Eleven Drawing Almost Done

I thought this Eleven drawing was done today but I got some wonderful feedback from Pattie, so I’m going to make some changes to it.

The Eggo logos weren’t as hard as I thought they were. Drawing Eleven’s portrait was 10 times harder. I used some guiding from Photoshop by comparing the drawing with the photo in overlay, to make sure that I got the logos close enough to be instantly recognizable.

Pattie pointed out that Eleven looks a bit larger than she should be and I agree. I was pulling directly from the photo and the back of her baggy shirt she is wearing has ballooned up a bit. This will be a great chance for me to practice departing from the photo in order to improve my message. I also have a couple other changes I want to make to the Eleven Drawing.

Eleven drawing almost done

Previous Eleven Drawing Posts

Today’s Gestures

I limited my gesture time to 15 1 minute gestures today. I’m getting back to doing the warm-up daily also.

In this set of gestures I was also trying to practice different sizes of gestures. Not only does it fill the page well, but it also give good practice with being fluid with my lines in different sizes of figures.

Today’s Daily Composition

Pattie and I went on a long walk down in Fairhaven Washington on an Interurban trail. At one point in the trail, which was covered by forest, the trail goes super straight and you can see forever. I was able to capture the idea super quickly in my sketch book.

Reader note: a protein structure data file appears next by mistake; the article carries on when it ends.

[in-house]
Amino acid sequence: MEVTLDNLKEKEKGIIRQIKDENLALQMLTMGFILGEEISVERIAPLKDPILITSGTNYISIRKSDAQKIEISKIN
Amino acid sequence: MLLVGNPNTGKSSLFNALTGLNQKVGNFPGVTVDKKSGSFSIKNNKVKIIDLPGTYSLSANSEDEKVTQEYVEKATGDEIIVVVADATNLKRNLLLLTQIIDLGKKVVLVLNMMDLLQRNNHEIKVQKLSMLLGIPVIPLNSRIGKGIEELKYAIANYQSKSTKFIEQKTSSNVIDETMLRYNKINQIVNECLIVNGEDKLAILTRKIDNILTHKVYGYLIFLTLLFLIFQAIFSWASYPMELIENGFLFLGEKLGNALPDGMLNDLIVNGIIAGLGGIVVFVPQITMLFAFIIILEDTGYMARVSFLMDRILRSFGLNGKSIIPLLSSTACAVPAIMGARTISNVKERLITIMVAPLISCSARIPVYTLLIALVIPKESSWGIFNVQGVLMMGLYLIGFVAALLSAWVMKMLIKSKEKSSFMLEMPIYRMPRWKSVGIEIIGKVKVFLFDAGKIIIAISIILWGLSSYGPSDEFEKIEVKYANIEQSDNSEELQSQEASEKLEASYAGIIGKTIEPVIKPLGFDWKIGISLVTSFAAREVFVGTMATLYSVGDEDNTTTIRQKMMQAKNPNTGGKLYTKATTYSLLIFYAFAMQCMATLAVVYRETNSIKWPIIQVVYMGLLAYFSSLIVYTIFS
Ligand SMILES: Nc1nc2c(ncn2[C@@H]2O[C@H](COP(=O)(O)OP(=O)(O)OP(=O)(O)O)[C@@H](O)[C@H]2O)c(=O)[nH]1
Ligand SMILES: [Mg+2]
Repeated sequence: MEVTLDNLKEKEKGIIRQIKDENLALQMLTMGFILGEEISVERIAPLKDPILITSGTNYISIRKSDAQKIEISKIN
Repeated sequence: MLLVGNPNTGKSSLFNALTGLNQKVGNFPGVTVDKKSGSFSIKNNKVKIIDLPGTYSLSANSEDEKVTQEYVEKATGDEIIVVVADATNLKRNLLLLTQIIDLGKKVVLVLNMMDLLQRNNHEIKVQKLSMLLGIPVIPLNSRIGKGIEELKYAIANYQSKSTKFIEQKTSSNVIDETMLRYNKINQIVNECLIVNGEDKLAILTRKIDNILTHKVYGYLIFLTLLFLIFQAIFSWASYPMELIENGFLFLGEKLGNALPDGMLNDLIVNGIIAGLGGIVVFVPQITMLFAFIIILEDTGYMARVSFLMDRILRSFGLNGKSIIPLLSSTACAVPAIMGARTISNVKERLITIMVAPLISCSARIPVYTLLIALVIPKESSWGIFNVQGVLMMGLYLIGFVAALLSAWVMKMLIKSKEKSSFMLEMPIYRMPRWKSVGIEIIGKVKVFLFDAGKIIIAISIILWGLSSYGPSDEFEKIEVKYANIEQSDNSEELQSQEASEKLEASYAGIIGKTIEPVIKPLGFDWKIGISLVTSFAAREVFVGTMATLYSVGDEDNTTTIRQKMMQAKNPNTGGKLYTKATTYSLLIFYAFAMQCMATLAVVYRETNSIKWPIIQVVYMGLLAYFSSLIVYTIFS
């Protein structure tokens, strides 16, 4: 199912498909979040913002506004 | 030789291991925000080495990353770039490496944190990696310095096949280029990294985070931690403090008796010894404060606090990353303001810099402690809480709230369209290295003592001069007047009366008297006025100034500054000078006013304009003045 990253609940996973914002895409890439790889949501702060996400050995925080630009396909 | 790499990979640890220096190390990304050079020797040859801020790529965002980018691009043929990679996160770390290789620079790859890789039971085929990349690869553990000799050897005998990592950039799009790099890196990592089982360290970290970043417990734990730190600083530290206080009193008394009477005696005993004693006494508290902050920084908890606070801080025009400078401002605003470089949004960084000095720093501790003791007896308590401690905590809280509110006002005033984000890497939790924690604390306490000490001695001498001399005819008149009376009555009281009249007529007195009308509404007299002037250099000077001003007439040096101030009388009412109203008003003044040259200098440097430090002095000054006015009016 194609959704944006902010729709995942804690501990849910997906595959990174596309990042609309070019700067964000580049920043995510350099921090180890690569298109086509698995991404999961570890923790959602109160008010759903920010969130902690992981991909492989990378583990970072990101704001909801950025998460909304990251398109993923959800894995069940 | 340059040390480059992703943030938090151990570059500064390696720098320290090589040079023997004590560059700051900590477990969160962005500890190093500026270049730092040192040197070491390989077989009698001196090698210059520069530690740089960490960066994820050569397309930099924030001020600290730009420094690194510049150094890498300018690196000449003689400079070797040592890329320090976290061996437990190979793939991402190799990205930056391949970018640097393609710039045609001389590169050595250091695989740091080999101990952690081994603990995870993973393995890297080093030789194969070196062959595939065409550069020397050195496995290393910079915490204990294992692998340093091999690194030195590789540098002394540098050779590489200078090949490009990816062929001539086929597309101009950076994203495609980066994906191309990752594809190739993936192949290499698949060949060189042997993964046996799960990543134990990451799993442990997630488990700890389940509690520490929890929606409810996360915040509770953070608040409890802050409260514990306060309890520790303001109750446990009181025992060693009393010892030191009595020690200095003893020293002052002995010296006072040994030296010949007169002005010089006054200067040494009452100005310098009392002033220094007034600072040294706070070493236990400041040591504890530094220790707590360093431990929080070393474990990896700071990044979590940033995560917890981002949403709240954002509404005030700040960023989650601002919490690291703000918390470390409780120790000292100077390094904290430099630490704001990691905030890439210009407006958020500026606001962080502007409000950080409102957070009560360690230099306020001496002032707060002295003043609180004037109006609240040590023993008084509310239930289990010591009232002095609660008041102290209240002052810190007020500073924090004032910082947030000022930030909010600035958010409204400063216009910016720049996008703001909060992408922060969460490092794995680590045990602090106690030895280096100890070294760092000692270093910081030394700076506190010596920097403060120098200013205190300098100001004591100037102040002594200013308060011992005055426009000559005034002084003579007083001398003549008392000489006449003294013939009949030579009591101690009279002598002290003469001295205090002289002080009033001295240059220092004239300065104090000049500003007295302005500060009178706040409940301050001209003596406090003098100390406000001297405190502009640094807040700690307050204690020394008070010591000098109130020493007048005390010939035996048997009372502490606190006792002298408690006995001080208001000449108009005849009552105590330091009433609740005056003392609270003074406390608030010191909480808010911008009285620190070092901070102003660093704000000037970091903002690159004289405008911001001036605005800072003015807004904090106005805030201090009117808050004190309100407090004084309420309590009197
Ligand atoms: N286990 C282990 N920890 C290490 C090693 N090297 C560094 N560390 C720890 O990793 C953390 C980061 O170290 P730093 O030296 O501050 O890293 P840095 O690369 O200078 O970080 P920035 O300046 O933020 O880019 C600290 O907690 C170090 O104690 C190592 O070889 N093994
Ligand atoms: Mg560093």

Daily composition #2

What went well?

Art done early! It’s great to be creative first thing in the morning.

What didn’t go so well?

I didn’t have a lot of energy to spend on art this morning due to some sleep challenges last night.

What did I learn and/or how can I do better?

Keep working the gestures with different sizes and continually use my cell phone to check my drawing for changes.

2 Comments

  1. Regarding Nicolaides: You’re obviously not following the 3-hr/5-day schedule of the book. I’d love to hear how you have applied/modified his schedule?

    • Great question Jeff!
      Yeah I can’t work three hours a day on the exercises from this book, I have too many other things going on that I wan to accomplish in a day. The daily 3 hour blocks are broken up into 30 min, 15 min and 1 hour sections. I basically break each day into 30 minute sections. For example the next to complete for me is Schedule 5, column b, last row, 1 hour of modeled drawings in in ink. I’ll do this one today. But, I’ll probably also shorten this one into 30 minutes of modeled ink drawings. I’m working on building up my endurance for some of these exercises.

      I’m not worried too much about completing each schedule exactly how it is laid out. Some items I have trouble completing due to lack of interest or a few I can’t complete because they call for situations I can’t produce, such as the “moving action” exercise, unless I can get my wife to pose 🙂

      For these I circle them and hope to come back to them at some point.

      This is the thing about learning art, and anything for that matter, especially when organized into a training manual. There is a tendency for students to think, “All I have to do is get though the book, and I’m done, I’ve learned it”. But in reality, these practices need to continue for the life of your art making, probably not with the same daily consistency but like I pointed out in my review of Peak by Anders Ericsson. We need to constantly practice upkeep on everything we learn.

      Exactness now is much less important than longevity for the rest of my life.

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